Four Iranian bread
There are four types of Iranian bread which are very popular named Barbari, Sangak, Taftoon, and Lavash. However, there are also some other types of Iranian bread in every village. Now, we are going to talk about the most popular types of Iranian bread.
In Persian ‘sangak’ means little stone. The bread is baked on a bed of small river stones in an oven. There are usually two varieties of this bread offered at Iranian bakeries: the generic one which has no toppings; and the more expensive variety which is topped with poppy seeds and/or sesame seeds.
Sangak bread was traditionally the bread of the Persian army. It is mentioned for the first time in the 11th century. Each soldier carried a small quantity of pebbles which at camp were brought together to create the “sangak oven” that would bake the bread for the entire army. It’s very popular to eat Kebab, Dizi, and Abgoosht with Sangak. Sangak is not only popular in Iran, but also in Azerbaijan.
The bread has always been widely eaten in the territory of present day Azerbaijan, but following the Soviet takeover in 1920, it became less common. The Soviets opted for mass production of bread, an option which was not amiable to the traditional, hand-formed sangak. In neighbouring Iran however, sangak never lost its popularity.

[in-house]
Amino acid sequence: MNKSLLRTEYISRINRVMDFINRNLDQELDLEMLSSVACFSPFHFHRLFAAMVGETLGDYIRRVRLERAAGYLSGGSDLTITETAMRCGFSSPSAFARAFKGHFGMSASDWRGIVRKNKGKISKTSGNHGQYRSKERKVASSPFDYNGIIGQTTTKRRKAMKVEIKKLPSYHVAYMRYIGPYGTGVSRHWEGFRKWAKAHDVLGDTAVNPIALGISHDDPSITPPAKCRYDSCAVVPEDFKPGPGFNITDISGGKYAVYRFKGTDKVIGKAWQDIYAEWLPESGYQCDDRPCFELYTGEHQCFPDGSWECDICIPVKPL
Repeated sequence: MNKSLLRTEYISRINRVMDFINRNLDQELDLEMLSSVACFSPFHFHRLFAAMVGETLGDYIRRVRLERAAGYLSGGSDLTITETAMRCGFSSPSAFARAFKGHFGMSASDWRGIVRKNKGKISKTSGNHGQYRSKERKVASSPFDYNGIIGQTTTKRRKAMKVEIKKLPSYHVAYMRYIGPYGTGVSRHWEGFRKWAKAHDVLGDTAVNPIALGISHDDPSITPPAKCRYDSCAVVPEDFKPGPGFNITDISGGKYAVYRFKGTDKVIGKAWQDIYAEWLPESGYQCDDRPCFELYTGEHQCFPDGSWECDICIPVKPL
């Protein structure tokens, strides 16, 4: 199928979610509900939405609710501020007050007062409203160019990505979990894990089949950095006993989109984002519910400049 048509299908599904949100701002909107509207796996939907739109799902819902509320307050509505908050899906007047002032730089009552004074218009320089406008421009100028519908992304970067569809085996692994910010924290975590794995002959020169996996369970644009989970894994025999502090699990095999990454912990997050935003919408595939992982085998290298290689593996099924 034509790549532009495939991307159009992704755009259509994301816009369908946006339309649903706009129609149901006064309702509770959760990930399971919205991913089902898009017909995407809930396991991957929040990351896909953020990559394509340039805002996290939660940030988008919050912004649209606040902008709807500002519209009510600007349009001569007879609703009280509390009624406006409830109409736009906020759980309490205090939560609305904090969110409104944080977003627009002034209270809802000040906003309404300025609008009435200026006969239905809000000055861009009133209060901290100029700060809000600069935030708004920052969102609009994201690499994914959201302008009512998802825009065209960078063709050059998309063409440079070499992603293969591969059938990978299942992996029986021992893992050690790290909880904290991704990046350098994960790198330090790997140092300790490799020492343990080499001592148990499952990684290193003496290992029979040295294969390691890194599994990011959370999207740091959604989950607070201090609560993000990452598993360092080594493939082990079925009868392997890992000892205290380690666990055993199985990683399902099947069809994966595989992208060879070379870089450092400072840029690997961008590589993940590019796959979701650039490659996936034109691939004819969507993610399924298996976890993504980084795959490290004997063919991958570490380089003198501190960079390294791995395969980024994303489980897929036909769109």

Barbari bread is a type of Iranian flatbread. It is one of the thickest flat breads. It is widely known as Persian flatbread in United States and Canada.
The word “Barbari” means belong to Barbar, and Barbar stands for a group of people who lived in the northeast of Iran. The bread got its name since the bread was baked in that area and brought to Tehran.
Barbari is a tick, flatbread with about 70 centimeters long and 30 centimeters wide. It is usually baked plain or with sesame.
It is the most common style baked in Iran. It is served in many restaurants with Lighvan cheese, a ewe’s milk cheese similar to feta cheese.
This crispy bread is a breakfast staple in Iran; it is best served freshly prepared and accompanied by creamy spreads, cheese, and a variety of fresh vegetables.
Lavash is a soft, thin unleavened flatbread made in a tandoor and eaten all over the South Caucasus, Western Asia and the areas surrounding the Caspian Sea. Lavash is one of the most widespread types of bread in Armenia, Azerbaijan, Iran and Turkey.
In 2014 Lavash Bread, the preparation, and meaning was listed as Intangible Cultural Heritage of Humanity of UNESCO from Armenia. However, after two years, in 2016, the countries of Azerbaijan, Iran, Kazakhstan, Kyrgyzstan, and Turkey were also added to the list of representative.
Taftan, taftoon, taftun is a leavened flour bread from Iranian, Pakistani and Indian (notably Uttar Pradesh) cuisines. This bread is made with milk, yoghurt, and eggs and baked in a clay oven. It often flavoured with saffron and a small amount of cardamom powder, and may be decorated with seeds such as poppy seeds.
According to the Shahnameh; the Iranian national epics “Taftoon” is baked and used by people for centuries. The traditional way of baking the bread was baking in a clay oven called tanoor in Farsi.
The bread is mostly eaten with kebabs, but it can be consumed with virtually anything on the side, such as cottage cheese, tomatoes, and bell peppers.
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